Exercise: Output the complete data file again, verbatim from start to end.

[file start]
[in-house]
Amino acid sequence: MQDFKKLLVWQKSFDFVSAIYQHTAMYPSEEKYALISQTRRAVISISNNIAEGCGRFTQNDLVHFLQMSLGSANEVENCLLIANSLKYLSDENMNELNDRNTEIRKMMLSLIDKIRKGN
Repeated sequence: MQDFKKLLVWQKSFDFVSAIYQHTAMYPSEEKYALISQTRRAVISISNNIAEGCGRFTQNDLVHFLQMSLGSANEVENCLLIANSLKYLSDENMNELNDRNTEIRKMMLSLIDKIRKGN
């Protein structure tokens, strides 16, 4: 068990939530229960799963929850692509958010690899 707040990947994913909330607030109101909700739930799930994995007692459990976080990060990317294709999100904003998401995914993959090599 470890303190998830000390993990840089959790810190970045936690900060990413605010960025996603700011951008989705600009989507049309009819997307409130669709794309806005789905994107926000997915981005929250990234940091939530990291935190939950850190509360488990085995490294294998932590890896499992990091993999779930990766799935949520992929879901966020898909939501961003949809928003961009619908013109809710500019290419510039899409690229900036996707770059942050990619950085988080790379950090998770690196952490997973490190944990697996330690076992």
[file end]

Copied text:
[in-house]
Amino acid sequence: MQDFKKLLVWQKSFDFVSAIYQHTAMYPSEEKYALISQTRRAVISISNNIAEGCGRFTQNDLVHFLQMSLGSANEVENCLLIANSLKYLSDENMNELNDRNTEIRKMMLSLIDKIRKGN
Repeated sequence: MQDFKKLLVWQKSFDFVSAIYQHTAMYPSEEKYALISQTRRAVISISNNIAEGCGRFTQNDLVHFLQMSLGSANEVENCLLIANSLKYLSDENMNELNDRNTEIRKMMLSLIDKIRKGN
């Protein structure tokens, strides 16, 4: 068990939530229960799963929850692509958010690899 707040990947994913909330607030109101909700739930799930994995007692459990976080990060990317294709999100904003998401995914993959090599 470890303190998830000390993990840089959790810190970045936690900060990413605010960025996603700011951008989705600009989507049309009819997307409130669709794309806005789905994107926000997915981005929250990234940091939530990291935190939950850190509360488990085995490294294998932590890896499992990091993999779930990766799935949520992929879901966020898909939501961003949809928003961009619908013109809710500019290419510039899409690229900036996707770059942050990619950085988080790379950090998770690196952490997973490190944990697996330690076992």